“Now, with Israel’s vibrant economy, it’s our turn to give back and our turn to help support the Jewish people. We are a strong country with a huge budget,” explains Liberman.

Liberman believes that Israel must contribute something on the order of $365 million – which should be met with matching funds – to this vitally important enterprise.

The suavely-dressed, slimmed-down, blue-eyed politician sees this contribution by Israel not just as providing moral support to the waning Diaspora Jewry, but as a crucial investment, “it is for our future as well.”

The idea was first pitched by Liberman nearly a year ago in a speech in the United States. The concept was immediately overshadowed by the subsequent Israeli elections and, increasingly, by the nation’s focus on the then-looming and seemingly catastrophic Nuclear Iran Deal which the five permanent members of the U.N. Security Council (the U.S., the U.K., France, China and Russia), plus Germany (the P5+1) was negotiating, and then concluded, with Iran.

Liberman believes his concept is critical if there is to remain a global Jewry outside of Israel. Not surprisingly, one of the reasons Diaspora Jewry with a strong Jewish and Zionist identity matters so much is as a steady source for Aliyah.

But the current governing coalition “does not care about the Diaspora,” Liberman said.

This discussion led naturally to the question of why Yisrael Beiteinu walked away from being in the ruling coalition. It’s of course harder to promote enormous new projects from the outside.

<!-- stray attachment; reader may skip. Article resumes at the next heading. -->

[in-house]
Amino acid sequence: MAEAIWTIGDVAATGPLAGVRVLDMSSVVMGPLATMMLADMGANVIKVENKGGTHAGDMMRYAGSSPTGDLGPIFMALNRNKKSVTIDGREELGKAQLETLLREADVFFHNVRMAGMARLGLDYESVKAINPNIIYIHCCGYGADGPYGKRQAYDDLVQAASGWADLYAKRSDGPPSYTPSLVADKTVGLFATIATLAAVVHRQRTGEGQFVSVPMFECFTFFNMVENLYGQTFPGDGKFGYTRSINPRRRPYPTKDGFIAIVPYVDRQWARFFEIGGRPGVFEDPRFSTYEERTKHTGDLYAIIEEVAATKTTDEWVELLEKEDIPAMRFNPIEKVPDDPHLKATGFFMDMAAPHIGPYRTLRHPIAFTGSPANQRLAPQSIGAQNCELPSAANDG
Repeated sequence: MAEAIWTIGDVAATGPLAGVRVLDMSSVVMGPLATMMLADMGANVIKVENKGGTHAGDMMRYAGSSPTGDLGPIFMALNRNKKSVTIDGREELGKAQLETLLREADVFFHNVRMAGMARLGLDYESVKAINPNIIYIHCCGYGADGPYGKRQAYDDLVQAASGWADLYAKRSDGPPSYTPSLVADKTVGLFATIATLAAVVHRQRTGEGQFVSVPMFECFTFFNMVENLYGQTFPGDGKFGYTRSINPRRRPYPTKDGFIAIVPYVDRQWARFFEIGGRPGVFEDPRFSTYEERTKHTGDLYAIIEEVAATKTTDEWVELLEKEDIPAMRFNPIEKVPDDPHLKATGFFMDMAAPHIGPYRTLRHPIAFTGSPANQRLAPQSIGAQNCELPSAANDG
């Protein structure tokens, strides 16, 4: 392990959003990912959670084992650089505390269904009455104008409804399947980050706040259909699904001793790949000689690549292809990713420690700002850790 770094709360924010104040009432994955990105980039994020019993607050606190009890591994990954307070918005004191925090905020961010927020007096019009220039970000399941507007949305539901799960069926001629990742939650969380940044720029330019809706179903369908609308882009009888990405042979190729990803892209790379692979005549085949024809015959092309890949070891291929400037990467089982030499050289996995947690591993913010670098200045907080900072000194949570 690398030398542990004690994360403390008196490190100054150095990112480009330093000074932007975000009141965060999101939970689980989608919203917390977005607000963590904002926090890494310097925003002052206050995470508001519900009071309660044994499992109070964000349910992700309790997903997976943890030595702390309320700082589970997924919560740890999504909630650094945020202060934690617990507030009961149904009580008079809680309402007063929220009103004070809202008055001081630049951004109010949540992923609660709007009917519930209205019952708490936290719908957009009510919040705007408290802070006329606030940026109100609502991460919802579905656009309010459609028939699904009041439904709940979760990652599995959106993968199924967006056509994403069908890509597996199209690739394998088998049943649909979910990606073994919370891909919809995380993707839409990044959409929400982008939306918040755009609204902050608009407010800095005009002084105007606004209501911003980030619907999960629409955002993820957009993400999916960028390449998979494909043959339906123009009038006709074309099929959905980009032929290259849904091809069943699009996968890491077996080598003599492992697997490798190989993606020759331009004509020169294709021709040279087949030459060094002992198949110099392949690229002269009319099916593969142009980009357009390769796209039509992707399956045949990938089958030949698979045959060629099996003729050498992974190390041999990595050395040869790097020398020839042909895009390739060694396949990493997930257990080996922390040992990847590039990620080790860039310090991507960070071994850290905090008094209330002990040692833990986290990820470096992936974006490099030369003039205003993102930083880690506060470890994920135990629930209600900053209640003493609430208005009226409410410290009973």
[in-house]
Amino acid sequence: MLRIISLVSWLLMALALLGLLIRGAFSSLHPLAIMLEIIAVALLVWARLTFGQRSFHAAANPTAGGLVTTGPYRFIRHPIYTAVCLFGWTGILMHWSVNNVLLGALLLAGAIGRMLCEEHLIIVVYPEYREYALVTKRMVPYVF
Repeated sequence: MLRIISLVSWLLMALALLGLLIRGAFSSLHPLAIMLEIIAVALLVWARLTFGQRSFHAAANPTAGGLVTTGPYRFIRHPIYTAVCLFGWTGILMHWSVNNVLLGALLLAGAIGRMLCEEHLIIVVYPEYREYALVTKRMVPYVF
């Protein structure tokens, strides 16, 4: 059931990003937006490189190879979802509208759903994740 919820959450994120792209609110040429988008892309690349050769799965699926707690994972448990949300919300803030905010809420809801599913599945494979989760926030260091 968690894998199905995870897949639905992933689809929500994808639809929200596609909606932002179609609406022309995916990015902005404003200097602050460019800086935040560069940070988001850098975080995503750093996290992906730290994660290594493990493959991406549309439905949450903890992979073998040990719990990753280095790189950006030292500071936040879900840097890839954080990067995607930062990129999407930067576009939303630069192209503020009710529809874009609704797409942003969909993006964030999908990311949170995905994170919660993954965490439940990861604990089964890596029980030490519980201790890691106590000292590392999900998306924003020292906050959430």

Lori Lowenthal Marcus

Gaza Jihadist: Israel Killed Arafat for not Signing Agreement

Sunday, September 15th, 2013

Here is the latest jihadist history lesson: Israel killed Yasser Arafat because he refused to sign an agreement at Camp David in 2000.

Islamic Jihad leader Mohammed al-Hindi, speaking during a rally in Gaza City, claimed that Arafat was put under siege after returning from the summit, before being poisoned for his unyielding position, the Bethlehem-based Ma’an News Agency reported Sunday.

Then-Prime Minister Ehud Barak had offered Arafat to create a Palestinian Authority state with approximately 97 percent of its territorial claims. Arafat refused and resume the Intifada, popularly known as the Second Intifada, and also called the Oslo War.

Arafat died in 2004. The Palestinian Authority still claims he was poisoned by Israel. If the Islamic Jihadist theory is correct, it took Israel four years to poison Arafat, who despite being under “siege” men aged to manage a terrorist campaign that killed hundreds of Israeli civilians and soldiers.